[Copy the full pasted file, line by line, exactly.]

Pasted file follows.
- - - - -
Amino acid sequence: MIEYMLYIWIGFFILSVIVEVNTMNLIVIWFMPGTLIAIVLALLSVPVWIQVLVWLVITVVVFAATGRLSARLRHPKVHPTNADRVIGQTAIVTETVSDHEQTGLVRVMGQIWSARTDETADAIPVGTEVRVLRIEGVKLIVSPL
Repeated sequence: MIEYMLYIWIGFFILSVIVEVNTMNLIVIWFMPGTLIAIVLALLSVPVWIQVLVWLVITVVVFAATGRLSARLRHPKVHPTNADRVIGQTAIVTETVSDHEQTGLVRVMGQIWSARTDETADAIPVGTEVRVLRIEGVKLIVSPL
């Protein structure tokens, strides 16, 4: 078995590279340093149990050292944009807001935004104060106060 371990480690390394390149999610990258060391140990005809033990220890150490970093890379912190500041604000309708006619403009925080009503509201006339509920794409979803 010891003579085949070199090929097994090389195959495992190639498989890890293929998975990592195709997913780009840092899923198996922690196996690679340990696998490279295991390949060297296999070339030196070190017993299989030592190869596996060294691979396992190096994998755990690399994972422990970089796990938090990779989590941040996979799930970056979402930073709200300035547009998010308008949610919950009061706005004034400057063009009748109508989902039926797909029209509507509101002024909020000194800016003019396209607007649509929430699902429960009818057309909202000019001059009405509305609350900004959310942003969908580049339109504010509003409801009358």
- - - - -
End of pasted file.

Amino acid sequence: MIEYMLYIWIGFFILSVIVEVNTMNLIVIWFMPGTLIAIVLALLSVPVWIQVLVWLVITVVVFAATGRLSARLRHPKVHPTNADRVIGQTAIVTETVSDHEQTGLVRVMGQIWSARTDETADAIPVGTEVRVLRIEGVKLIVSPL
Repeated sequence: MIEYMLYIWIGFFILSVIVEVNTMNLIVIWFMPGTLIAIVLALLSVPVWIQVLVWLVITVVVFAATGRLSARLRHPKVHPTNADRVIGQTAIVTETVSDHEQTGLVRVMGQIWSARTDETADAIPVGTEVRVLRIEGVKLIVSPL
């Protein structure tokens, strides 16, 4: 078995590279340093149990050292944009807001935004104060106060 371990480690390394390149999610990258060391140990005809033990220890150490970093890379912190500041604000309708006619403009925080009503509201006339509920794409979803 010891003579085949070199090929097994090389195959495992190639498989890890293929998975990592195709997913780009840092899923198996922690196996690679340990696998490279295991390949060297296999070339030196070190017993299989030592190869596996060294691979396992190096994998755990690399994972422990970089796990938090990779989590941040996979799930970056979402930073709200300035547009998010308008949610919950009061706005004034400057063009009748109508989902039926797909029209509507509101002024909020000194800016003019396209607007649509929430699902429960009818057309909202000019001059009405509305609350900004959310942003969908580049339109504010509003409801009358």